Op-ed: wâseskwan, a big step toward reconciliation
- John Lagimodiere | October 24, 2017
This last month has been full of hope for the future. September was a month where we honoured residential school survivors with a gala hosted by the Saskatoon Foundation and then all wore our orange shirts with pride and respect for orange shirt day to remind everyone about the residential schools.
And now early October finds the Federal Government announcing a settlement of almost $800 million for victims of the Sixties Scoop, a couple generations and thousands of young people who were taken from their homes by social workers and fostered out to families around the world.
This, like the residential schools, separated children from their parents and robbed them of their cultural upbringing. Many fostered children had terrible experiences in these homes with folks that were unfit to foster children. Others landed in fine homes with great parents and did alright. Despite the varieties of upbringings, all the children lost the tie to family and culture the impacts of which are deep. Sure, the money does not repair the damage or reconnect the survivors with their families, but it is a good start on addressing the historic abuse and heavy hand of the government and can give the survivors a chance to start healing if they haven’t already.
The PotashCorp Saskatoon Foundation Cultural Gala theme was “wâseskwan” which means “the sky is clearing” in Cree. The night of cultural entertainment was a fundraiser for their Community Fund for Reconciliation. This fund, expected to be $100,000, will be endowed to acknowledge the importance of reconciliation among Indigenous and non-indigenous people. Groups that want to do events or services that lead to reconciliation will have a place to go to get some funds to make it happen.
Having a gala themed on reconciliation was a bold step for the Foundation. This is usually a very elite black-tie affair for folks who can afford the $300 ticket. But at this event it was heavily Indigenous. We had elders in regular clothes, some even in camouflage hats! Walter and Maria Linklater gave an opening invocation. Eugene and Lorna Arcand were the cultural advisors. Artist Kevin Peeace created a painting on site for auction. Spoken word poet and all around awesome person Zoey Roy performed. Theodore Bison and Charging Bear provided the drum. Donny Parenteau and Andrea Menard performed a beautiful and haunting song. Lancelot Knight, Bluejay Linklater and the Little Prairie Steppers performed. There were interpretive dancers, random yoga folk and cool Indigenous items for auction. The event was produced by the dynamic duo of Carrie Catherine and Dawn Wasacase. Oh yah, I also got to co-host with my old pal Leanne Bellegarde from PotashCorp.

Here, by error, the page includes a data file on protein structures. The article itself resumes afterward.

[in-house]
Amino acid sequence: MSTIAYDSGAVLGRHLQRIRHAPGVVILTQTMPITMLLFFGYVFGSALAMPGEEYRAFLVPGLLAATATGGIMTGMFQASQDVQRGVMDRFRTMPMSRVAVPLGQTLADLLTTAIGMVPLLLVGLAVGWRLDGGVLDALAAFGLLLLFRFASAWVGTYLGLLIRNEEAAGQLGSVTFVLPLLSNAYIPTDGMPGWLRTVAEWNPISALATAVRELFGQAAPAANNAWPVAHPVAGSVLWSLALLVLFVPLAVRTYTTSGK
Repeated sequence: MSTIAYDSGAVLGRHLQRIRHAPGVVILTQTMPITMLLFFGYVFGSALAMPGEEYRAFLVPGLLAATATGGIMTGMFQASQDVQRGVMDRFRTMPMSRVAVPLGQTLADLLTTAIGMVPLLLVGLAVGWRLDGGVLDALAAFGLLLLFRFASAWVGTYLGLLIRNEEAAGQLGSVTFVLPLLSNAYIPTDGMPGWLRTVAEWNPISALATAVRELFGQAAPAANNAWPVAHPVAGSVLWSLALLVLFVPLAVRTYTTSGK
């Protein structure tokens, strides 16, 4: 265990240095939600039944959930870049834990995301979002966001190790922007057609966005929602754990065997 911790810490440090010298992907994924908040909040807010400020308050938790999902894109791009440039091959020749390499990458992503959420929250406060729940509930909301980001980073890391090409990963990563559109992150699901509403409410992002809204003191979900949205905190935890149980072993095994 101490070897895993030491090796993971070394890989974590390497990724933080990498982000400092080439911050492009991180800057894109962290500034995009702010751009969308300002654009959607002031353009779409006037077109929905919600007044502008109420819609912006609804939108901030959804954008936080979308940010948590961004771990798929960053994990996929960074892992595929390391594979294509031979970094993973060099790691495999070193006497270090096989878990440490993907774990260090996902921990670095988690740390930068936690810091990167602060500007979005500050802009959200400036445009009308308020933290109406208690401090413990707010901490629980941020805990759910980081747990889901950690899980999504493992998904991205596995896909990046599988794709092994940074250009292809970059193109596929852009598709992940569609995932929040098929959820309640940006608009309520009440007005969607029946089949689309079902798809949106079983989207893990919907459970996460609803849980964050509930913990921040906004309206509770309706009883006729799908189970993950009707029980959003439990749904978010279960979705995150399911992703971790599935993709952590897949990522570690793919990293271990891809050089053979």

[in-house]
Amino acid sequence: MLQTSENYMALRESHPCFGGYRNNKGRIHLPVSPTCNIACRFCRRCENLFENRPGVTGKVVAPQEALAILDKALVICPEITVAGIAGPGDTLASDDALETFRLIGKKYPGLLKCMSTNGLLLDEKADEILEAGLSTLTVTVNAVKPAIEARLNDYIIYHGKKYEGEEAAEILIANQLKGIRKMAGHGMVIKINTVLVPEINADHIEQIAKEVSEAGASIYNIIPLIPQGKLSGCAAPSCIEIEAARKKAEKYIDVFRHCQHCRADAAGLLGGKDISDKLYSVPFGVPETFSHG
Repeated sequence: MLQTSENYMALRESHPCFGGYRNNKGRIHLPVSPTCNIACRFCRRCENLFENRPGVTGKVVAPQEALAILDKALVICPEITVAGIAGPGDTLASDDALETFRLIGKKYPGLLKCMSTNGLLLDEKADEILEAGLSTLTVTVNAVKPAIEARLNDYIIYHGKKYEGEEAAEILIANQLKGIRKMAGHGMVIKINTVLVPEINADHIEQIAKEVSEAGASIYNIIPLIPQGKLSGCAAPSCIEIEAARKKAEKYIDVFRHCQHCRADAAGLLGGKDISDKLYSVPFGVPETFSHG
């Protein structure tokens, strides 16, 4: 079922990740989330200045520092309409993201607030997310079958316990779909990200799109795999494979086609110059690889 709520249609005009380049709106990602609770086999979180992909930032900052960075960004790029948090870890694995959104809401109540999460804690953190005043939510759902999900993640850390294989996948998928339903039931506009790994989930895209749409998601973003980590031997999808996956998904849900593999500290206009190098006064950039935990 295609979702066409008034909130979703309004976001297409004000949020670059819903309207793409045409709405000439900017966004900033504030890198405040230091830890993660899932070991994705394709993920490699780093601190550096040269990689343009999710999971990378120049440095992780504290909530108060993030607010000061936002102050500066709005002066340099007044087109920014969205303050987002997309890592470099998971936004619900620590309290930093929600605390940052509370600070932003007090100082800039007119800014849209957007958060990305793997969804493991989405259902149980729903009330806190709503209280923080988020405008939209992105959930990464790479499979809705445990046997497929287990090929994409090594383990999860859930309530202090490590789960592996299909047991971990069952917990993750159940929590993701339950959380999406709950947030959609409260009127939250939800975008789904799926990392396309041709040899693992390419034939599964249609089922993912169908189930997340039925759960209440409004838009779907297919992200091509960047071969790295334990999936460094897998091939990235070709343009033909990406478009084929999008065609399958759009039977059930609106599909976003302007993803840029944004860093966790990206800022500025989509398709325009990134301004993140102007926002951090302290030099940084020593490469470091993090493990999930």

The power of the evening was introducing so many people to our elders. To our residential school survivors and their stories. TCU Place was decorated beautifully. Each person received a copy of the Truth and Reconciliation Calls to Action and a mini Métis sash. There was a full video wall showing running bison and a storm. Survivors gave video testimony of their own stories. The performance, of many kinds of drums, was intense and emotional. Like make wet things come from your eyes kind of moving.
It would have been impossible to leave that event not a changed person. And, thanks to the Saskatoon Foundation, we now have many allies in the community that have a lot of influence on business and politics in Saskatoon and beyond. I would argue that they have made a big step toward reconciliation for all of us.
And now the Sixties Scoop survivors have something to build on, though we must be patient. It took the Truth and Reconciliation Commission seven years to learn the story and give us a way forward through their Calls to Action. And lo and behold governments and groups across Saskatchewan are embracing them and the residential schools are a normal part of our conversations.
The Sixties Scoop is not fully part of those conversations yet. This settlement will awaken Canada to the reality of the governments intrusion into the lives of Indigenous people and the impact that is still being felt across the country. But it has started. wâseskwan.